4. Aaand here comes the Southerner to continue the age-old debate: Cornbread (or muffins): sweet or not sweet? Any Southerner worth her salt will tell you that cake is sweet, cornbread is decidedly NOT. Or not supposed to be. Then I moved to Illinois, where Jiffy cornbread mix is king. There's a recipe on that box for how to make blueberry muffins with that - and you don't need to add any sugar. Sacrilege! (as Cleo put it above) My own recipe is the one off the Quaker yellow cornmeal box, except I reduce the sugar to about a tablespoon. How, I ask you, can you eat cornbread with beans and ham, if it's sweet enough to make a blueberry muffin with?
    (above comments typed with my tongue firmly in my cheek - the recipe sounds great, MJ!)

  5. Don't you just love regional food politics? These can be made with this a bit of sugar (even less than a tablespoon) and they are more savory, but a bit less muffiny in texture.

    Thanks for info, Shel!




  6. These would be perfect right now -- it's cold, damp, and cold. Throw in gloomy, too. Thanks for sharing. Love the pouch pic!

  7. Adding an acid--vinegar or lemon juice--makes soured milk, and buttermilk is slightly different. They are often used interchangeably, but buttermilk gives the finished product a different texture. I have a recipe from the 50's for Sour Milk Hungarian Coffeecake that I used to make every Christmas morning, and I always made it be adding an acid to sweet (regular) milk.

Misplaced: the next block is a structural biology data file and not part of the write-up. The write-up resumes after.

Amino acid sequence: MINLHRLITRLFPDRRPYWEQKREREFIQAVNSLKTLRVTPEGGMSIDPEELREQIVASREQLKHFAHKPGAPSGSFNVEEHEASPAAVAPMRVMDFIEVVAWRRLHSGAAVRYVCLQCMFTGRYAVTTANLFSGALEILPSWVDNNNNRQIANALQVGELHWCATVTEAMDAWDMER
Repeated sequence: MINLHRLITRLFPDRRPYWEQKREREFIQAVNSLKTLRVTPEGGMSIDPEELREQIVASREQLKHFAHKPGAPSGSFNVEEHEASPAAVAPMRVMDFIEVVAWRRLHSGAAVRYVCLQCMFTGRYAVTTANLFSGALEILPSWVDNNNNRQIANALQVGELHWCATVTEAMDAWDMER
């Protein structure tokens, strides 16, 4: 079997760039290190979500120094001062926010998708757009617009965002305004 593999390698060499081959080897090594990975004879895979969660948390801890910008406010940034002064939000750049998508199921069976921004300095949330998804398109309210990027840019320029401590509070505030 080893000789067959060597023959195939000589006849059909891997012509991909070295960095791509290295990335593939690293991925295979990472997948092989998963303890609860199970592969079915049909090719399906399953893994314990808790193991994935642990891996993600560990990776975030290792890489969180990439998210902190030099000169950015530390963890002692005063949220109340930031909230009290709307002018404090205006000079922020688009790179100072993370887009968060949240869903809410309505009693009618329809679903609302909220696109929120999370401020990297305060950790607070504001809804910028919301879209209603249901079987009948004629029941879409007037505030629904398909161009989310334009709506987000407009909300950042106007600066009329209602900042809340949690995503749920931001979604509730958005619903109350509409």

Here's what Answers @ yahoo says:

    Traditionally, buttermilk is the liquid left over after producing butter from full-cream milk by the churning process. What you find the grocery store today is usually cultured buttermilk, that is milk to which Streptococci bacteria (a souring agent) have been added to simulate the cream. Even though buttermilk has a slightly sour taste, it is NOT sour mil and I would not recommend substituting Sour milk for Butter Milk. Sorry! The way to tell if Buttermilk is bad is usually the expiration date on the carton or, if the butter milk curdles, in other words, has lumps in it.

    Soured milk is a food product, distinguished from spoiled milk, and is a general term for milk that has acquired a tart taste, either through the addition of an acid, such as lemon juice or vinegar, or through bacterial fermentation. The acid causes milk to coagulate and form a thicker consistency.

    While sour milk is ordinary milk gone bad.

  8. Thanks, Erika!

    We'll have to share some on of these days.



  9. Just the thing to eat in the apartment at the top of the mansion in The Sayer's Swindle!
    What about taking those lovely chunks of sharp cheddar and poking one down into the batter of each muffin before baking? A tasty surprise. Those canned chilies add a nice flavor without adding heat.

    1. I love the idea of poking a bit of cheddar into the muffins, Libby! I'll be trying that for sure. Then I'll take them upstairs to the garret and eat them on the flowered quilt. Of wait, that's not real, is it.